UniSIG launched its 2019 programme with a presentation by SENSE member and academic editor and lecturer Maria Sherwood-Smith on ‘Outreach and research communication in English: Opportunities for language professionals’. This was an opportunity for members who had missed her SENSE 2018 conference session in June to attend a reprise. The chord she and her subject-matter struck with the 19 participants (including three newcomers to UniSIG) made for a lively, interactive session from which all left seriously thought-provoked. SENSE members John Linnegar and Theresa Truax-Gischler report back.
Communicating one’s research is a challenge at the best of times, but doing so in a second language to a variety of audiences, some of them multidisciplinary, some lay, is often beyond the capabilities of many a researcher. With the increasing emphasis in research funding on communication with non-specialists, policy-makers and the public, this new genre of speaking and writing has become a core academic competency, a reality many universities have been slow to embrace. Enter the language professionals – either as copywriters, editors or translators, or as teachers of writing and communication – to help researchers ‘sell’ their work to funding agencies, industry, government and the general public.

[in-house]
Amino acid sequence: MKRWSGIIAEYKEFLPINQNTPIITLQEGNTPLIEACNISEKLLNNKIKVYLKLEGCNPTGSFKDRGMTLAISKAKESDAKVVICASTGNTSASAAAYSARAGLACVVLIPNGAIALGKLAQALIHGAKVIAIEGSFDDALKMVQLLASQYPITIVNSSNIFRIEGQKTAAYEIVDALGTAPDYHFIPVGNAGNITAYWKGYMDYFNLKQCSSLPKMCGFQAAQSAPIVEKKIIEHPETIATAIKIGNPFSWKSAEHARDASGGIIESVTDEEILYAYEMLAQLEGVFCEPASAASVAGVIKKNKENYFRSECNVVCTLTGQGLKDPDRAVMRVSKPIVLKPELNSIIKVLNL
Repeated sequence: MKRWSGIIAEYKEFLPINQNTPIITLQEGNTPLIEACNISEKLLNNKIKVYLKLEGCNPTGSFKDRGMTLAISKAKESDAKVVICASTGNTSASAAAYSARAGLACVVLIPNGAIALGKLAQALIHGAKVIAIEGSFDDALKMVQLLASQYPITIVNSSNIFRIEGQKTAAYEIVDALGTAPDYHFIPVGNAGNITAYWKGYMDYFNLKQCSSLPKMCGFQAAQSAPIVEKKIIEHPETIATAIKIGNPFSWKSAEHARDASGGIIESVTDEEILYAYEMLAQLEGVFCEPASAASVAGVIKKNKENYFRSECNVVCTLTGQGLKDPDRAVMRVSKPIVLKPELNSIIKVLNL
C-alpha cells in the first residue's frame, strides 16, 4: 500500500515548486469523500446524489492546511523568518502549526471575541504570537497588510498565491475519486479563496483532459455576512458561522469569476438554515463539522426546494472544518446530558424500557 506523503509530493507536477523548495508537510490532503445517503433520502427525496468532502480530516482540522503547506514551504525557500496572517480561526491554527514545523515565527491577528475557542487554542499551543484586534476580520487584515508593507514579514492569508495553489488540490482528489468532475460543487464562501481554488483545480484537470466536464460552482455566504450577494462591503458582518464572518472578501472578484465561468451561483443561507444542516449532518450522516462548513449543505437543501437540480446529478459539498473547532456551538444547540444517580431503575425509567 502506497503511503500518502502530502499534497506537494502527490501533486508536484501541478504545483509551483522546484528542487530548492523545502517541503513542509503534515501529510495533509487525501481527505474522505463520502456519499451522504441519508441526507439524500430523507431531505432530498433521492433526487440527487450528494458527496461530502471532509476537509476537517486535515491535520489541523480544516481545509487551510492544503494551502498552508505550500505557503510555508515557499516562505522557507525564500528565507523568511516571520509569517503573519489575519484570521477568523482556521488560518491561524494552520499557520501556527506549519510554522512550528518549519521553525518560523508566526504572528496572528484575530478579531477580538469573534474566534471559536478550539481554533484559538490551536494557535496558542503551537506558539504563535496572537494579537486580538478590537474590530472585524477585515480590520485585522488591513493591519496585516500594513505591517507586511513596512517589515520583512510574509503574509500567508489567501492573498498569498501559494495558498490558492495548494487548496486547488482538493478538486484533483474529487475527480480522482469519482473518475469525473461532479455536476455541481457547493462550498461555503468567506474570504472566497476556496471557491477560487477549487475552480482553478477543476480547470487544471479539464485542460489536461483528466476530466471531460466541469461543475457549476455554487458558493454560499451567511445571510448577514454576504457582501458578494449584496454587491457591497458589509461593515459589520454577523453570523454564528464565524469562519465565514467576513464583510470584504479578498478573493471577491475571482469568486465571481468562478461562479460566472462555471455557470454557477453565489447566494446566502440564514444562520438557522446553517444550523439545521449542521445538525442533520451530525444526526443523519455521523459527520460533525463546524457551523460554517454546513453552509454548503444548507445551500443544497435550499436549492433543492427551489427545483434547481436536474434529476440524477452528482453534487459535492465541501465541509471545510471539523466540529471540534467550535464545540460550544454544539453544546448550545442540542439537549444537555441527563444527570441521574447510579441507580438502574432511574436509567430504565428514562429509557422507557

In a master’s course at Leiden University, Maria and two subject specialists work with the students at honing the content and structure of a brief research talk. Maria shared the ‘Daisy model’ applied in this course as a way of effectively organizing and presenting complex research. The model alerts authors to the genres and registers that best suit their target audience. In doing so, it points writers and speakers towards identifying their core message, expressing it in everyday, non-technical language and indicating its relevance to broader societal issues.
The vexed matter of formulating and wording grant applications took up much of the session, with a range of stimulating views being expressed around the room; but the drafting of brochures, blogs, websites, tweets, pubcasts and similar communications has also become necessary nowadays. For these media, experts other than the researcher are often needed. But how will they be accommodated and funded by institutions of higher education? Perhaps in combination with teaching academic writing and presentation skills or via the creation of university writing centres?
These and other issues were echoed in the animated Q&A exchanges with which the event ended – continuing into the drinks session that ensued. The takeaway message? There is a great need for language practitioners with the expertise to convert (or to teach how to convert) texts so that they communicate effectively to diverse audiences; but will the universities be able to deliver?
SENSE has a number of special interest groups (SIGs) which meet regularly throughout the country. They are open to all members, and guests are welcome to attend one or two meetings before deciding whether they would like to join SENSE. See the events calendar for more details.